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Ecologically engineered solutions to rehabilitate mining waste and mine sites

Researchers Involved:

Summary of the impact:

More than 30 million jobs in the EU and many key economic sectors are dependent on a sustainable supply of Raw Materials, such as aluminium and zinc. However, the extractive operations to process and refine such raw materials generate approximately 300 million tonnes of waste per annum, representing one of the largest waste streams in the EU. This waste can be hazardous to the environment if it is not managed effectively.

Helping voters to make an informed choice

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Summary of the impact:

To make an informed decision in a democratic election, voters must critically assess the policies and the track record of both the political parties and candidates competing for their vote. However, the lack of accessible, objective information in the public domain makes this a challenging task and risks many voters making a decision on more superficial grounds such as campaign slogans and posters. Research at the University of Limerick is actively exploring and tackling this problem.

'A nation of couch potatoes?' Physical activity, sedentary behaviour and health in Ireland

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Summary of the impact:

Researchers at the University of Limerick are working to address the epidemic of sedentary behaviour in Ireland. Effective national level health guidelines and policy must be based on accurate information about how physical activity and sedentary behaviour contribute to health. Professor Alan Donnelly explains: “Low levels of physical activity are attributed to 6-10% of coronary heart disease, type 2  diabetes, breast and colon cancer and over 20% risk of Alzheimer’s disease in Europe.”

Building Resilience - Revolutionising the way we treat back pain

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Summary of the impact:

Researchers at the University of Limerick are revolutionising the way we understand and treat back pain and other musculoskeletal conditions through a holistic approach which ranges from diagnosis and treatment to impacting public health policy. Dr Kieran O’Sullivan explains: “It’s all about treating the person, not just the bones or the muscles. Globally there are vast levels of misinformation around conditions like back pain, such as the idea that structures such as bones and discs can go out of place. Not only is this inaccurate, the fear it creates actually adds to disability.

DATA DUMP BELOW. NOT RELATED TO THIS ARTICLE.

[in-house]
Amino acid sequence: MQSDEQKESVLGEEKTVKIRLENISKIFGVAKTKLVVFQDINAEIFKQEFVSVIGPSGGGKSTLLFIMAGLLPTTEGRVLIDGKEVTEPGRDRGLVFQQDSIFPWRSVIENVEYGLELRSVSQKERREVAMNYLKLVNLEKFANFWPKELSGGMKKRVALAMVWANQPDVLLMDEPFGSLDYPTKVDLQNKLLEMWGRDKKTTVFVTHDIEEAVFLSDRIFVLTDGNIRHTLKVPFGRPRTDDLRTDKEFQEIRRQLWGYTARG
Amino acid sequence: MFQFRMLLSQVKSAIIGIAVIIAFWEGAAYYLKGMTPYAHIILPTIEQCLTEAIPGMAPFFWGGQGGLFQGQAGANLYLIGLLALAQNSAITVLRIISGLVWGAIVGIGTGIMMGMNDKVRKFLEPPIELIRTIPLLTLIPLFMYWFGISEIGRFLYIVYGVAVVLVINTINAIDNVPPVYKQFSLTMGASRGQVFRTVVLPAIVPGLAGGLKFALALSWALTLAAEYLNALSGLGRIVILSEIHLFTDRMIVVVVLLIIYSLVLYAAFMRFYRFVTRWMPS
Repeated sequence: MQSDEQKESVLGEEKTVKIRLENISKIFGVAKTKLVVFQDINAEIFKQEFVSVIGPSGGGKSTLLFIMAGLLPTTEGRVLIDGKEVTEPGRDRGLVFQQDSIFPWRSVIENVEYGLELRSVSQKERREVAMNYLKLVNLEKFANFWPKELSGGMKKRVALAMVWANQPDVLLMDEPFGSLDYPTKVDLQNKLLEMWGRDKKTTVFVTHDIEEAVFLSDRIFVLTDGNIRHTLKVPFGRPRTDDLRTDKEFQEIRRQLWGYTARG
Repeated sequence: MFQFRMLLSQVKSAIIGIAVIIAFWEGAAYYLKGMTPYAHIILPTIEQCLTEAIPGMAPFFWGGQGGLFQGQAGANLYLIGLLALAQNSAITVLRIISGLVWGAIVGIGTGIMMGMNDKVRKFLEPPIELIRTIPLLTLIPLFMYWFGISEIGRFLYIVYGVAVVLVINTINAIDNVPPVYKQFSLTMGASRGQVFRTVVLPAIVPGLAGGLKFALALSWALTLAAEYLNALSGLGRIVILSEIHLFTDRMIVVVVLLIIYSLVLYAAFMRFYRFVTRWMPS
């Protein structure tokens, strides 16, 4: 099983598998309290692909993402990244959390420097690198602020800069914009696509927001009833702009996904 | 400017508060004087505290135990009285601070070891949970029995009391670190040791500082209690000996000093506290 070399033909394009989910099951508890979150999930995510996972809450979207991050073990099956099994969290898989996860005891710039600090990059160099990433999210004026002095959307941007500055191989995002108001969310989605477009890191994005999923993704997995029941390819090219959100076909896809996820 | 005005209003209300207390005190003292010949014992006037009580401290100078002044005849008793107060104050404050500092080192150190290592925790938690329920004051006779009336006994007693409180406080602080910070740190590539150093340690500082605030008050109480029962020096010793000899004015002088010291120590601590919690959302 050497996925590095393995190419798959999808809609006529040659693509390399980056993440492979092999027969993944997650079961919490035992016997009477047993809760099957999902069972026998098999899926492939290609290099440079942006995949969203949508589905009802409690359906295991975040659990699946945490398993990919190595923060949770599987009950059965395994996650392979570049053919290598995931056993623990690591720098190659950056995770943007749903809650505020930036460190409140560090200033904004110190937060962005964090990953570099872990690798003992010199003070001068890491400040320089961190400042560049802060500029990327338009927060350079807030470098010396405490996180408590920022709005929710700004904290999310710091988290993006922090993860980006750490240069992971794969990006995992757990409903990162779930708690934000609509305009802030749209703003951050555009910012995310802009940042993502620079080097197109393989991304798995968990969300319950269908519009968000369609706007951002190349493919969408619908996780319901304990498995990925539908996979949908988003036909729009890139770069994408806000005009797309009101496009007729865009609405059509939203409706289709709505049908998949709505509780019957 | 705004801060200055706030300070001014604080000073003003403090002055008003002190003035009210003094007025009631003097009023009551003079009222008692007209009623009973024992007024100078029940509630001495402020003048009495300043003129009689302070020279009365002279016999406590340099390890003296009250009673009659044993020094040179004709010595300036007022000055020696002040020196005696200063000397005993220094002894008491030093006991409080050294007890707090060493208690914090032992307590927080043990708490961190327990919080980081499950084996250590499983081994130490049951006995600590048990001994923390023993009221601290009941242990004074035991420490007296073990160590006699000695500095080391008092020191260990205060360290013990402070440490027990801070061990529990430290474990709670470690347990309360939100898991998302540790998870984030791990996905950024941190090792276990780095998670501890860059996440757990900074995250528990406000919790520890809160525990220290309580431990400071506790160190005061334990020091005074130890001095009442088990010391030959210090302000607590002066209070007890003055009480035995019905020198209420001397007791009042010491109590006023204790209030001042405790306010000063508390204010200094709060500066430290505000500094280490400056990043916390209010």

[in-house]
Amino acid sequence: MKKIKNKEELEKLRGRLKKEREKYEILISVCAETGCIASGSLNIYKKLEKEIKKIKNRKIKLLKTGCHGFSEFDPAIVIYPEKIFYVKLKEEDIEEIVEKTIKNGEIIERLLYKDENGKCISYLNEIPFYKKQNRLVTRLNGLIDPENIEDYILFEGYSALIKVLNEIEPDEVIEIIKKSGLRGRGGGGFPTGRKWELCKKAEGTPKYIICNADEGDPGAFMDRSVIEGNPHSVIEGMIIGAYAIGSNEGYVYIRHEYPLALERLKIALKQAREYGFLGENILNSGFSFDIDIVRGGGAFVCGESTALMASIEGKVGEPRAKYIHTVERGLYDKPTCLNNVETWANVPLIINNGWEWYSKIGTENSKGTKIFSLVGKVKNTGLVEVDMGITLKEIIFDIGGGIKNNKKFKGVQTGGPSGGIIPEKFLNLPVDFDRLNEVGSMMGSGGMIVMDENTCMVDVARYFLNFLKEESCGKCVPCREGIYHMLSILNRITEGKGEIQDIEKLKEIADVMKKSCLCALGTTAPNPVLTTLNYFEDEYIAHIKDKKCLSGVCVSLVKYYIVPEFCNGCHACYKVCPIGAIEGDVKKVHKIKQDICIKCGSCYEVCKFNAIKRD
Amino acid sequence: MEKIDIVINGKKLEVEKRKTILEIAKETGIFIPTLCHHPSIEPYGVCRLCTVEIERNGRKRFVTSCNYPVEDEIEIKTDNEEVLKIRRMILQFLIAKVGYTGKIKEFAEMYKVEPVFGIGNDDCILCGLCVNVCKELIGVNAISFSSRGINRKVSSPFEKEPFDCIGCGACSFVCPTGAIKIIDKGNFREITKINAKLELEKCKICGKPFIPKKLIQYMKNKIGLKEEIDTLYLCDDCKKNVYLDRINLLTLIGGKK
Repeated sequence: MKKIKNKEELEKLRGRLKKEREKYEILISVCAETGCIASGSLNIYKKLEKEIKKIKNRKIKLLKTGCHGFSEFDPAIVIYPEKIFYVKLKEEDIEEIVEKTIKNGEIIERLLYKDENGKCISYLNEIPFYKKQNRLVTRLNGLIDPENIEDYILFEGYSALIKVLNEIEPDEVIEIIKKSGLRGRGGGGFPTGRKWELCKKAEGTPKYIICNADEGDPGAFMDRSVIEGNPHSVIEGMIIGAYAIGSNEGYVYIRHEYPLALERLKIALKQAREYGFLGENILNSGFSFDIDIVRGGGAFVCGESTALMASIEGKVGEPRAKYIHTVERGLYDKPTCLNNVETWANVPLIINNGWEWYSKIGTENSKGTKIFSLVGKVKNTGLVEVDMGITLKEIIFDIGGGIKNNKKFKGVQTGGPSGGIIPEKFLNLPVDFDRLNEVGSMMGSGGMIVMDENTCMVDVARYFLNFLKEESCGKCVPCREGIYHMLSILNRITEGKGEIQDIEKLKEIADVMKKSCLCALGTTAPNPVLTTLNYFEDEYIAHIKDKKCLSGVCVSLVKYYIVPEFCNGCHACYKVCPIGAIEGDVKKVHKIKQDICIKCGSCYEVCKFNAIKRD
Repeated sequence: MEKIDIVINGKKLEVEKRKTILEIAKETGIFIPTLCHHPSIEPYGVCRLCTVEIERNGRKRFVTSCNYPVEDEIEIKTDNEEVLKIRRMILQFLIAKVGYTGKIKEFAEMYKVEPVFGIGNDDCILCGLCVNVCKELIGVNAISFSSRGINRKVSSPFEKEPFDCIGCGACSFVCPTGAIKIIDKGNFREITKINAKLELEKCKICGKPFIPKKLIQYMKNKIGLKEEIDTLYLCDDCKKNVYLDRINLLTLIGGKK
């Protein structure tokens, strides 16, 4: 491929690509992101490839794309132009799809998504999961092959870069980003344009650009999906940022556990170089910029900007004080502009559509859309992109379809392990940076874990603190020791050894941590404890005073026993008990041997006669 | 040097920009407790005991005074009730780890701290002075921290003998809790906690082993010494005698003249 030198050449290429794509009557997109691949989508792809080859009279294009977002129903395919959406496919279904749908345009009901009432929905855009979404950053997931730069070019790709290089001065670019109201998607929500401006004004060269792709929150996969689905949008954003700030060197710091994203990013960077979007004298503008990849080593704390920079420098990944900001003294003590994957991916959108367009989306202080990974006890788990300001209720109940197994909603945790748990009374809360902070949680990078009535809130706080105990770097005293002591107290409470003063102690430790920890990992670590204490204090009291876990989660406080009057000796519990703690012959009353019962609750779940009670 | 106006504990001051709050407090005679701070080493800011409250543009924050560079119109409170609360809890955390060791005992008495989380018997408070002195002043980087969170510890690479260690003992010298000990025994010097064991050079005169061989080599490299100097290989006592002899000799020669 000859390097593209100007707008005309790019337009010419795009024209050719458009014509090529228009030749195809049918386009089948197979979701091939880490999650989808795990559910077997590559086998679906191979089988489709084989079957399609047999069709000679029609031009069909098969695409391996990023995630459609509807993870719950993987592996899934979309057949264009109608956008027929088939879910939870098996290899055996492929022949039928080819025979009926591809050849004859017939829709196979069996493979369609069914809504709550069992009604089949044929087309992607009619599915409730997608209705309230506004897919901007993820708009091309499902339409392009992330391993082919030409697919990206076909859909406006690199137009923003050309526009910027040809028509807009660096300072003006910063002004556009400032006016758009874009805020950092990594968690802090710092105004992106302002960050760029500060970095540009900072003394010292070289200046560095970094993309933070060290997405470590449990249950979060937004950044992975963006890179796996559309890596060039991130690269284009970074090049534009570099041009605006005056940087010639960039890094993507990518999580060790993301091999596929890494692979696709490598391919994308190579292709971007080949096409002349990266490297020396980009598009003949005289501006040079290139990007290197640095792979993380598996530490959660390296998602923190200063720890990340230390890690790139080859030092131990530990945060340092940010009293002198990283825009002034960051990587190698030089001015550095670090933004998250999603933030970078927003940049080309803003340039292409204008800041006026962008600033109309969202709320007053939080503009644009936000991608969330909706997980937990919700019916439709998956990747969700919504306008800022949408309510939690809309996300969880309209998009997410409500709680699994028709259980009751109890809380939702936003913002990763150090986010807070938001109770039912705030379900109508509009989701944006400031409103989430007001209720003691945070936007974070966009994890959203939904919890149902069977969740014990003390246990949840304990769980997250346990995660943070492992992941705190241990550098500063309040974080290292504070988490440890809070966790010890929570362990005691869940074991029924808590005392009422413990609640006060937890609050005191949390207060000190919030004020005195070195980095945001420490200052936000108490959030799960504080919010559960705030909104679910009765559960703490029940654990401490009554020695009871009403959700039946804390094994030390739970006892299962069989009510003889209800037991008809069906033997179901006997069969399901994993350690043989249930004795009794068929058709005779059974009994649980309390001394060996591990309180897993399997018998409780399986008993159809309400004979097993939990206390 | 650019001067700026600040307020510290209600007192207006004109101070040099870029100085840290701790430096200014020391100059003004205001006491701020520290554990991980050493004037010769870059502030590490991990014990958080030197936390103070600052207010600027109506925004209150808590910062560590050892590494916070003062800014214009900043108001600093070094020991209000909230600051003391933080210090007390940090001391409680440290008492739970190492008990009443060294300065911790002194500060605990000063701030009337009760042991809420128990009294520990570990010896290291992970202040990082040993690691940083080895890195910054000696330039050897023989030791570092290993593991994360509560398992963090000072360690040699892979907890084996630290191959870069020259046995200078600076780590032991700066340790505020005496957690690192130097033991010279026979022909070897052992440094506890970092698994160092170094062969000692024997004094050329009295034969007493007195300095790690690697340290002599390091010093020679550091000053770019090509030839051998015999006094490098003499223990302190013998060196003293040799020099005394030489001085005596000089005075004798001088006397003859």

Scaling Agile Methods: improved software development methods

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Summary of the impact:

The software industry in Ireland is well established both in terms of indigenous and FDI firms with 9 of the top 10 global software companies located in the country. Research undertaken by Lero – the Irish Software Research Centre has been found to support competitiveness and job retention in the industry through the development of faster and more effective methods of software development, coined R-Scrum which stands for Regulated-Scrum, a software method tailored specifically to the needs of regulated environments.

Building R&D excellence in one of Ireland’s largest industries

Summary of the impact:

Ireland is the second-largest pharmaceutical exporter in the world. The industry employs over 49,000 and accounts for 50% of all exports. The role this industry plays in the Irish economy cannot be understated and the importance of maintaining competitiveness and excellence in R&D is crucial to its continued success.

The untold story - understanding the Multinational Sector in Ireland

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Summary of the impact:

A team of researchers from the University of Limerick are working to better understand the landscape of Multinational Companies (MNCs) in Ireland. Professor Patrick Gunnigle, Professor of Business, Leader of the Work, Knowledge and Employment Research Theme, Kemmy Business School, explains: “Ireland is arguably one of the most dependent on multinational companies in the world. It is vital that we understand the landscape of multinational companies here to better inform policy debate on this sector.”

Using psychology and the power of collective identities to combat adversity

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Summary of the impact:

Psychology has traditionally focused on biological, genetic or personality factors to explain why some people cope better or worse than others in adverse situations. However such a focus can lead to a therapeutic dead end as it is very difficult to change a person’s temperament or genetic predispositions. Researchers at the Centre for Social Issues Research at University of Limerick have addressed this problem by conducting highly regarded research on the benefits and burdens of so-called ‘collective identities’, such as nationality, socio-economic groups, and ethnicity.